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An entity whether an individual or an organization that can process this cycle quickly, observing and reacting to unfolding events more rapidly than an opponent, can thereby "get inside" the opponent's decision cycle and gain the advantage. Boyd developed the concept to explain how to direct one's energies to defeat an adversary and survive.

Boyd emphasized that "the loop" is actually a set of interacting loops that are to be kept in continuous operation during combat. He also indicated that the phase of the battle has an important bearing on the ideal allocation of one's energies. Boyd's diagram shows that all decisions are based on observations of the evolving situation tempered with implicit filtering of the problem being addressed. The observations are the raw information on which decisions and actions are based. The observed information must be processed to orient it for decision making. The second O, orientation—as the repository of our genetic heritage , cultural tradition, and previous experiences—is the most important part of the O-O-D-A loop since it shapes the way we observe, the way we decide, the way we act.

As stated by Boyd and shown in the "Orient" box, there is much filtering of the information through our culture, genetics, ability to analyze and synthesize, and previous experience. Since the OODA loop was designed to describe a single decision maker, the situation is usually much more complex than shown, as most business and technical decisions have a team of people observing and orienting, each bringing their own cultural traditions, genetics, experience and other information.

It is here that decisions often get stuck, which does not lead to winning, because:. In order to win, we should operate at a faster tempo or rhythm than our adversaries—or, better yet, get inside [the] adversary's Observation-Orientation-Decision-Action time cycle or loop Such activity will make us appear ambiguous unpredictable thereby generate confusion and disorder among our adversaries—since our adversaries will be unable to generate mental images or pictures that agree with the menacing, as well as faster transient rhythm or patterns, they are competing against.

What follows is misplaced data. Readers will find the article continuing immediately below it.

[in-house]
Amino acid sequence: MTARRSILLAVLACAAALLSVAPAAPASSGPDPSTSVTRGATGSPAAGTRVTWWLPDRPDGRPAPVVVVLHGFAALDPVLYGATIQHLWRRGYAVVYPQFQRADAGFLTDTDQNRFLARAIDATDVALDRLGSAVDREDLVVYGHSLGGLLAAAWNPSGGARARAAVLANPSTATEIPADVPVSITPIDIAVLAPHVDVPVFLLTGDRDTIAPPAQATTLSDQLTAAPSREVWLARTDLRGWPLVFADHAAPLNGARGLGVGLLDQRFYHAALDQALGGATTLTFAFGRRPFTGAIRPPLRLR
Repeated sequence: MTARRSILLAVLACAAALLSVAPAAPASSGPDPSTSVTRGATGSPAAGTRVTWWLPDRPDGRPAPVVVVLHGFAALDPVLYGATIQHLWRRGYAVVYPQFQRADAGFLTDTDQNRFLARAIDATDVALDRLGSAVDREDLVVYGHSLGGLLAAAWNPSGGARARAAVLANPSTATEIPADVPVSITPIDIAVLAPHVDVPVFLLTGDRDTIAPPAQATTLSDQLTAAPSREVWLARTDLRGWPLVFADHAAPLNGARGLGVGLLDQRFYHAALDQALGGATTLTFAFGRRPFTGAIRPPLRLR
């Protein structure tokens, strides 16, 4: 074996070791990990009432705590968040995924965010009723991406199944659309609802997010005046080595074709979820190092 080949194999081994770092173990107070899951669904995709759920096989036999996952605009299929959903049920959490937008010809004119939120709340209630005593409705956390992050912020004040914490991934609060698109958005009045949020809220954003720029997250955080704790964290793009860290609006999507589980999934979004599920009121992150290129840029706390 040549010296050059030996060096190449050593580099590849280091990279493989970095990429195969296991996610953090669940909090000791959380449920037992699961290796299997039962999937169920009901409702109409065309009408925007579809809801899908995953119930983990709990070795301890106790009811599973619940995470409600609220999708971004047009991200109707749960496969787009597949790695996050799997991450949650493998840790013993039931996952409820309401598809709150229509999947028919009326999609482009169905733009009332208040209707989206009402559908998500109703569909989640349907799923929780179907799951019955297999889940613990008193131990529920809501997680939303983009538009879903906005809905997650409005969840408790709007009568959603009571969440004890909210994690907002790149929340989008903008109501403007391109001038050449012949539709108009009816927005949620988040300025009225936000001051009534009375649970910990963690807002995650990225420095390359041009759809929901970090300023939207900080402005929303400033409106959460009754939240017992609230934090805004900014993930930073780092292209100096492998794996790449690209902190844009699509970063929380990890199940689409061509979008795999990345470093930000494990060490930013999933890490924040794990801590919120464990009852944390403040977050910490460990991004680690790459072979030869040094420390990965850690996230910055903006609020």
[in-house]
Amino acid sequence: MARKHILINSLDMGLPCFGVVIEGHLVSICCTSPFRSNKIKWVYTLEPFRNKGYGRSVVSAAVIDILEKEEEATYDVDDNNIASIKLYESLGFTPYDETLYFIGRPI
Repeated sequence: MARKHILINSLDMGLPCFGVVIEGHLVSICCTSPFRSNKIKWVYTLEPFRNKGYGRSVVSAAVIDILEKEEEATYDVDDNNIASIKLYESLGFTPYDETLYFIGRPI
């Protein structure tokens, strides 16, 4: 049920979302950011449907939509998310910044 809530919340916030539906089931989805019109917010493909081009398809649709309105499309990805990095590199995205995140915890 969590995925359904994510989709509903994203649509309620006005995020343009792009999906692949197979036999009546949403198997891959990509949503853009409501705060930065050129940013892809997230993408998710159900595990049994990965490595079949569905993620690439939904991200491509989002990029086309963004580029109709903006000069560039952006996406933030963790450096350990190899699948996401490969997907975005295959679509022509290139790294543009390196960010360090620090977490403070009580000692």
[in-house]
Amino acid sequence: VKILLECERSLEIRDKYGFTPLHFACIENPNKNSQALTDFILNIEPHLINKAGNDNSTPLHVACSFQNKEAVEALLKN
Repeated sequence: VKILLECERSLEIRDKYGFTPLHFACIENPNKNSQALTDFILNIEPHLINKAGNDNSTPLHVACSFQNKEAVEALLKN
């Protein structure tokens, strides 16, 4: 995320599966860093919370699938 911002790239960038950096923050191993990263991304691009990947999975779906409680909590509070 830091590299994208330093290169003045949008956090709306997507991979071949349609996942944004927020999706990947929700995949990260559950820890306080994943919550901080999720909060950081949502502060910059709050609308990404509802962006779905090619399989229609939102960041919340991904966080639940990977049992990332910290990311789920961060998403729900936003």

The OODA loop, which focuses on strategic military requirements, was adapted for business and public sector operational continuity planning. The key is to obscure your intentions and make them unpredictable to your opponent while you simultaneously clarify his intentions. That is, operate at a faster tempo to generate rapidly changing conditions that inhibit your opponent from adapting or reacting to those changes and that suppress or destroy his awareness.

Thus, a hodgepodge of confusion and disorder occur to cause him to over- or under-react to conditions or activities that appear to be uncertain, ambiguous, or incomprehensible. The OODA loop also serves to explain the nature of surprise and shaping operations in a way that unifies Gestalt psychology , cognitive science and game theory in a comprehensive theory of strategy.

Utility theory the basis of game theory describes how decisions are made based on the perceived value of taking an action. The OODA loop shows that prior to making a decision the decide phase , the person will first have to get information observe and determine what it means to him and what he can do about it orient. In this way, the utility sought at the decide phase can be altered by affecting the information the opponent receives and the cognitive model he applies when orienting upon it. He funnels the inevitable chaos of the battlefield in the direction of the enemy.